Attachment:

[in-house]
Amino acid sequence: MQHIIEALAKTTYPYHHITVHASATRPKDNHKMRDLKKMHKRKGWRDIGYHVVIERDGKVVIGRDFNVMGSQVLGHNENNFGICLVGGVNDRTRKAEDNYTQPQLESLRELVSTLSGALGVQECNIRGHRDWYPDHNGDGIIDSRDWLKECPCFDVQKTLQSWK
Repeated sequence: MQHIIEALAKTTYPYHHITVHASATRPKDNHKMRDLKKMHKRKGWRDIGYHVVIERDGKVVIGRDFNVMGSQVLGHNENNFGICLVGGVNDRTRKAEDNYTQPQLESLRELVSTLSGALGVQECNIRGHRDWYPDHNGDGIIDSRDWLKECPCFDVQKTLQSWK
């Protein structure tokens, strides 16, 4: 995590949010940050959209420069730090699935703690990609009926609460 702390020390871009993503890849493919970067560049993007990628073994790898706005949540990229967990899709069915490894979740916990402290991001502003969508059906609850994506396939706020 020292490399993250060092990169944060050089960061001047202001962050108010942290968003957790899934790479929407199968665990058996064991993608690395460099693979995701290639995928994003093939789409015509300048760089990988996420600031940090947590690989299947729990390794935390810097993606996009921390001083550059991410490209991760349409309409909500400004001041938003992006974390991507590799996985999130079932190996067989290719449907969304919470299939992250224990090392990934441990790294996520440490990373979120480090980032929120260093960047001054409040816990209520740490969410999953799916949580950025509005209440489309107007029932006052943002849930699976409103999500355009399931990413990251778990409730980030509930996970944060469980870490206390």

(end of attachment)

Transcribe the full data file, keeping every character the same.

[in-house]
Amino acid sequence: MQHIIEALAKTTYPYHHITVHASATRPKDNHKMRDLKKMHKRKGWRDIGYHVVIERDGKVVIGRDFNVMGSQVLGHNENNFGICLVGGVNDRTRKAEDNYTQPQLESLRELVSTLSGALGVQECNIRGHRDWYPDHNGDGIIDSRDWLKECPCFDVQKTLQSWK
Repeated sequence: MQHIIEALAKTTYPYHHITVHASATRPKDNHKMRDLKKMHKRKGWRDIGYHVVIERDGKVVIGRDFNVMGSQVLGHNENNFGICLVGGVNDRTRKAEDNYTQPQLESLRELVSTLSGALGVQECNIRGHRDWYPDHNGDGIIDSRDWLKECPCFDVQKTLQSWK
């Protein structure tokens, strides 16, 4: 995590949010940050959209420069730090699935703690990609009926609460 702390020390871009993503890849493919970067560049993007990628073994790898706005949540990229967990899709069915490894979740916990402290991001502003969508059906609850994506396939706020 020292490399993250060092990169944060050089960061001047202001962050108010942290968003957790899934790479929407199968665990058996064991993608690395460099693979995701290639995928994003093939789409015509300048760089990988996420600031940090947590690989299947729990390794935390810097993606996009921390001083550059991410490209991760349409309409909500400004001041938003992006974390991507590799996985999130079932190996067989290719449907969304919470299939992250224990090392990934441990790294996520440490990373979120480090980032929120260093960047001054409040816990209520740490969410999953799916949580950025509005209440489309107007029932006052943002849930699976409103999500355009399931990413990251778990409730980030509930996970944060469980870490206390």